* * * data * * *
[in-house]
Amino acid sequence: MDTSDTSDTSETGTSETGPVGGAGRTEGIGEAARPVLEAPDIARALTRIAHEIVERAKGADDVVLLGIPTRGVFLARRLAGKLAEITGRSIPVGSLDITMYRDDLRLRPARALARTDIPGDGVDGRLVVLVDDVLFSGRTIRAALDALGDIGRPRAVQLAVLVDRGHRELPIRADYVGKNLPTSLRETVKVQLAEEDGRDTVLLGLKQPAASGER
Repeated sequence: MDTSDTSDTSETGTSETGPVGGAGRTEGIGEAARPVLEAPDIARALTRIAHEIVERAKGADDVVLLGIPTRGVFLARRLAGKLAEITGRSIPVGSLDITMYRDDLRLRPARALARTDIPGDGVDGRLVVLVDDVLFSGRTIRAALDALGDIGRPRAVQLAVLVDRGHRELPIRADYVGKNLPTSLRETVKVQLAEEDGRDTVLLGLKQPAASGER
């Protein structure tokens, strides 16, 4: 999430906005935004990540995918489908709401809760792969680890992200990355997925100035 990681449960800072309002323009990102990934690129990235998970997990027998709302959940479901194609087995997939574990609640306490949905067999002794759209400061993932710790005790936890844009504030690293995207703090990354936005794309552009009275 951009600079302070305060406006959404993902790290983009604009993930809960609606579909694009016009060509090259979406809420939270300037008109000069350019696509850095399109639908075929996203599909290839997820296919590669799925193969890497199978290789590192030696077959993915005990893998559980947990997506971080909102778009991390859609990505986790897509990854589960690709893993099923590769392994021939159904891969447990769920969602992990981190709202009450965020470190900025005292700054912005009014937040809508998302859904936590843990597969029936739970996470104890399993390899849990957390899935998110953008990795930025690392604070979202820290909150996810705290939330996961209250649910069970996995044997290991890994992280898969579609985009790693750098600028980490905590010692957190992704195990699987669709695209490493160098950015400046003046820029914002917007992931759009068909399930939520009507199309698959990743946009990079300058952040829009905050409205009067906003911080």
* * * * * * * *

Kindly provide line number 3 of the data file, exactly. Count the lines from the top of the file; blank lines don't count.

Repeated sequence: MDTSDTSDTSETGTSETGPVGGAGRTEGIGEAARPVLEAPDIARALTRIAHEIVERAKGADDVVLLGIPTRGVFLARRLAGKLAEITGRSIPVGSLDITMYRDDLRLRPARALARTDIPGDGVDGRLVVLVDDVLFSGRTIRAALDALGDIGRPRAVQLAVLVDRGHRELPIRADYVGKNLPTSLRETVKVQLAEEDGRDTVLLGLKQPAASGER